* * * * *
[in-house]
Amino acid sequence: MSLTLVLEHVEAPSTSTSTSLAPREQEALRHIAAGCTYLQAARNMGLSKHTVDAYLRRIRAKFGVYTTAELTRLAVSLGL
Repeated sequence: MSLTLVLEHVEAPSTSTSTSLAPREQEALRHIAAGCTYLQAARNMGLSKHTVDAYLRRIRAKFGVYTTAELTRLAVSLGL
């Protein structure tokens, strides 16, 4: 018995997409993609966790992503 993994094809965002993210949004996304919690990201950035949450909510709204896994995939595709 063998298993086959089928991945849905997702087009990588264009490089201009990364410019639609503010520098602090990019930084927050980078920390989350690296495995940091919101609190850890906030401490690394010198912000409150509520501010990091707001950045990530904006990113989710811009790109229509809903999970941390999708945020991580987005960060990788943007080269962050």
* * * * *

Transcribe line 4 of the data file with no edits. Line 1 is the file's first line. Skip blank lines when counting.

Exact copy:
């Protein structure tokens, strides 16, 4: 018995997409993609966790992503 993994094809965002993210949004996304919690990201950035949450909510709204896994995939595709 063998298993086959089928991945849905997702087009990588264009490089201009990364410019639609503010520098602090990019930084927050980078920390989350690296495995940091919101609190850890906030401490690394010198912000409150509520501010990091707001950045990530904006990113989710811009790109229509809903999970941390999708945020991580987005960060990788943007080269962050």